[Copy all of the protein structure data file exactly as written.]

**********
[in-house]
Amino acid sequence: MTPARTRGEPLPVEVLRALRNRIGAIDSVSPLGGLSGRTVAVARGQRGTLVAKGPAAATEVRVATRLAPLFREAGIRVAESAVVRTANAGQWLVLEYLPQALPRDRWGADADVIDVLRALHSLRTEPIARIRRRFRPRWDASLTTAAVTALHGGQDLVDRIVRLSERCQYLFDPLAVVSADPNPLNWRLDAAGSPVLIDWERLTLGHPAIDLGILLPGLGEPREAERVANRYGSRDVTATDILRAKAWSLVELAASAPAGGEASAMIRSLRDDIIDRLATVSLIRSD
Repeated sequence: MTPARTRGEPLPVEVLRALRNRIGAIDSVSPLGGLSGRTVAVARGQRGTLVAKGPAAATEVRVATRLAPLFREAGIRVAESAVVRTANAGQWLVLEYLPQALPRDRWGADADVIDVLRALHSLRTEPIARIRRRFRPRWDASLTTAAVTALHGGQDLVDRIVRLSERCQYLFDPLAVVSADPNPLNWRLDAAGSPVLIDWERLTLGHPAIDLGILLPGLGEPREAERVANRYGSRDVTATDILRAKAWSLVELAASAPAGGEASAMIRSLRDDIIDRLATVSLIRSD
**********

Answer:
[in-house]
Amino acid sequence: MTPARTRGEPLPVEVLRALRNRIGAIDSVSPLGGLSGRTVAVARGQRGTLVAKGPAAATEVRVATRLAPLFREAGIRVAESAVVRTANAGQWLVLEYLPQALPRDRWGADADVIDVLRALHSLRTEPIARIRRRFRPRWDASLTTAAVTALHGGQDLVDRIVRLSERCQYLFDPLAVVSADPNPLNWRLDAAGSPVLIDWERLTLGHPAIDLGILLPGLGEPREAERVANRYGSRDVTATDILRAKAWSLVELAASAPAGGEASAMIRSLRDDIIDRLATVSLIRSD
Repeated sequence: MTPARTRGEPLPVEVLRALRNRIGAIDSVSPLGGLSGRTVAVARGQRGTLVAKGPAAATEVRVATRLAPLFREAGIRVAESAVVRTANAGQWLVLEYLPQALPRDRWGADADVIDVLRALHSLRTEPIARIRRRFRPRWDASLTTAAVTALHGGQDLVDRIVRLSERCQYLFDPLAVVSADPNPLNWRLDAAGSPVLIDWERLTLGHPAIDLGILLPGLGEPREAERVANRYGSRDVTATDILRAKAWSLVELAASAPAGGEASAMIRSLRDDIIDRLATVSLIRSD